Taste and See: God does not have favourites

PeterboroughThe First reading at Mass on Sunday, the 6th Sunday of Easter, offers some of the most radical teaching of the New Testament: God does not have favourites.

As Peter reached the house Cornelius went out to meet him, knelt at his feet and prostrated himself. But Peter helped him up. ‘Stand up,’ he said ‘I am only a man after all!’

Then Peter addressed them: ‘The truth I have now come to realise’ he said ‘is that God does not have favourites, but that anybody of any nationality who fears God and does what is right is acceptable to him.’

While Peter was still speaking the Holy Spirit came down on all the listeners. Jewish believers who had accompanied Peter were all astonished that the gift of the Holy Spirit should be poured out on the pagans too, since they could hear them speaking strange languages and proclaiming the greatness of God. Peter himself then said, ‘Could anyone refuse the water of baptism to these people, now they have received the Holy Spirit just as much as we have?’ He then gave orders for them to be baptised in the name of Jesus Christ. Afterwards they begged him to stay on for some days.

Acts 10:25-26,34-35,44-48

God has no favourites. Not Israelites, not pagans. Not those of faith, nor those who lack faith. God loves all, and has no favourites.

It is not that who and how we are don’t matter. Some people are saints and some are sinners through and through. And that matters. Some have made great use of their gifts for their own development and the development of others, and that matters. Though none of it stops God loving us.

But what matters most of all is not where we have got to but where we are are today, as we start today. God’s interest is on the trajectory we now follow, much, much more than where we have come from. We may have achieved much in the past, but what is most important is what, with God on our side, and helping, we achieve today. What we achieve may not seem much, not to others, maybe not even to us, but it seems it delights and satisfies God. His love gets a result!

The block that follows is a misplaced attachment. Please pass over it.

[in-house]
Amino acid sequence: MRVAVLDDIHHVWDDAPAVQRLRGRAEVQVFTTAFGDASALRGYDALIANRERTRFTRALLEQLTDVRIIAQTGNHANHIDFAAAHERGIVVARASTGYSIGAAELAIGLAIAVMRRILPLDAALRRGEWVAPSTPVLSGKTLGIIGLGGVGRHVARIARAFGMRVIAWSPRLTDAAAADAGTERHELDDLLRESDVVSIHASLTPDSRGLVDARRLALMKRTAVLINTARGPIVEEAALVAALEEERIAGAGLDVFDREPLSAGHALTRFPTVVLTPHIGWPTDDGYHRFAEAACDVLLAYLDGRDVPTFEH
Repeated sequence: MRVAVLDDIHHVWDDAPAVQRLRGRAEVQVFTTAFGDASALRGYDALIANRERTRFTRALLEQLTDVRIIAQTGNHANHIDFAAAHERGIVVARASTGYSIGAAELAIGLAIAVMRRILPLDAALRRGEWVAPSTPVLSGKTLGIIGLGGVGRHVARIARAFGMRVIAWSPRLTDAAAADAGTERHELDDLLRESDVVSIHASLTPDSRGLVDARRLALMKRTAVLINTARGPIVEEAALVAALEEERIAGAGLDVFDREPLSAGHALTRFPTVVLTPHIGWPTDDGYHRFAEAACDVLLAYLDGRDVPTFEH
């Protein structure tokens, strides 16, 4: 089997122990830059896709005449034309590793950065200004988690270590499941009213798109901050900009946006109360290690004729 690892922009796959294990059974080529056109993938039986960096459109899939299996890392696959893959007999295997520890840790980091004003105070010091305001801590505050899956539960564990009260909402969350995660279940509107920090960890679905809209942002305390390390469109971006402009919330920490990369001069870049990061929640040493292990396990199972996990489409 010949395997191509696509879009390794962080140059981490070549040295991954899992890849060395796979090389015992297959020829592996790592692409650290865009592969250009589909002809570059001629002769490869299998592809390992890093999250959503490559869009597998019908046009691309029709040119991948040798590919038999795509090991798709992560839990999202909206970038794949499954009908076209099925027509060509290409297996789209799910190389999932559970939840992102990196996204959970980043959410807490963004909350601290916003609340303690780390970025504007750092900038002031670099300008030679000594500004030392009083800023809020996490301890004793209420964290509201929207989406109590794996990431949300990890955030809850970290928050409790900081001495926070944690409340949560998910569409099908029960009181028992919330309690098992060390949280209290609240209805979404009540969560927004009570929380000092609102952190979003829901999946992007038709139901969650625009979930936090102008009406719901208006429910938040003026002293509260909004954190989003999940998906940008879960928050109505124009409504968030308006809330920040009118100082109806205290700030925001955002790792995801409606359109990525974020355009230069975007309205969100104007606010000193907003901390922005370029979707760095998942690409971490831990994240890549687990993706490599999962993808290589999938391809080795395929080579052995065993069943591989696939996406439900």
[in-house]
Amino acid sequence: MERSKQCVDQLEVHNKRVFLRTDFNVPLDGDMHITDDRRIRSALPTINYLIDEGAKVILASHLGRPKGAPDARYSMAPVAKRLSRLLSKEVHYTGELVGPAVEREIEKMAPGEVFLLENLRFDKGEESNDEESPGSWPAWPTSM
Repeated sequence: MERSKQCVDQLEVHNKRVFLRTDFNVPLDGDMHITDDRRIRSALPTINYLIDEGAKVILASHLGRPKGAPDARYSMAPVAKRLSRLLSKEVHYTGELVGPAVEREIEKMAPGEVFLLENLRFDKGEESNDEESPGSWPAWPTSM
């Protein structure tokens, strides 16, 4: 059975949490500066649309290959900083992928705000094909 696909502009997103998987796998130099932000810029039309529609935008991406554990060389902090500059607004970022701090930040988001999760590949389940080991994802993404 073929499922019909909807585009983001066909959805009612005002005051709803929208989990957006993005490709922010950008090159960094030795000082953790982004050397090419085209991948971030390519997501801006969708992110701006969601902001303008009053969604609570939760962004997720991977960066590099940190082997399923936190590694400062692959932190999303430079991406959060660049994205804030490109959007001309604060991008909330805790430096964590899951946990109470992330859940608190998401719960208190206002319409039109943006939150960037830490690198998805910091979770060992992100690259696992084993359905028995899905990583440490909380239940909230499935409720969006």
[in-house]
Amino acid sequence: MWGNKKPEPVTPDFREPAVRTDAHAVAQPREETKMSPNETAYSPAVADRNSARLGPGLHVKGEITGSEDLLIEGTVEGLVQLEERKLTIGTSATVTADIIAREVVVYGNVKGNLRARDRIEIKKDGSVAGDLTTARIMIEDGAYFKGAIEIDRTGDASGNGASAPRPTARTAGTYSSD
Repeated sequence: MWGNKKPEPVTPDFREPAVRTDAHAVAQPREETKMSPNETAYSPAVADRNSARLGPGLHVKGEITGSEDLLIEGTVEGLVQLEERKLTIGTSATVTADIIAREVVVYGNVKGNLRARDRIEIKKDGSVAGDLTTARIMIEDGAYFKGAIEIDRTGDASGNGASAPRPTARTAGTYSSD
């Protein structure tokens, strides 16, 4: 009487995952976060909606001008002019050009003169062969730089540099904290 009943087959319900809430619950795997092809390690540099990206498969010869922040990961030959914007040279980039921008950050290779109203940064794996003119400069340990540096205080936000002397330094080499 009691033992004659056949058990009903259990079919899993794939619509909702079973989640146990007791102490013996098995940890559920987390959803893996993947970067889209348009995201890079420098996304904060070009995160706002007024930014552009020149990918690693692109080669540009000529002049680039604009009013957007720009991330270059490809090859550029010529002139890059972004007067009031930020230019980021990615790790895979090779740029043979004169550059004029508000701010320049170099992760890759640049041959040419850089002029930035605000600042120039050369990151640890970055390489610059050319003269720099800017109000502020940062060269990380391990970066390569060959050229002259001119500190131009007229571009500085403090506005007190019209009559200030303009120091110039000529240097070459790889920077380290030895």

The ‘unfair’ parables – such as that of the labourers in the vineyard and the unjust steward – make this uncomfortable point again and again. You cannot accumulate points to guarantee you salvation. Yesterday may have taught you some great lessons that will benefit you today, but we either respond to God’s offer of love – to us and to others – today or we don’t. We either present ourselves as fit for the kingdom or we don’t.

Religious observance counts for very little in all this (though it should help us to openness of mind and heart about all of this!) God’s love is freely given – we need to respond to it, and we need to avoid getting in the way of others as they too strive, even struggle, to respond to it.

Peterborough Cathedral. The flooring around the font suggests the saving waters overflowing the stone container, beginning to flood the world with a sign of God’s grace. (c)2011, Allen Morris.

One thought on “Taste and See: God does not have favourites

Leave a Reply

Fill in your details below or click an icon to log in:

WordPress.com Logo

You are commenting using your WordPress.com account. Log Out /  Change )

Google photo

You are commenting using your Google account. Log Out /  Change )

Twitter picture

You are commenting using your Twitter account. Log Out /  Change )

Facebook photo

You are commenting using your Facebook account. Log Out /  Change )

Connecting to %s

This site uses Akismet to reduce spam. Learn how your comment data is processed.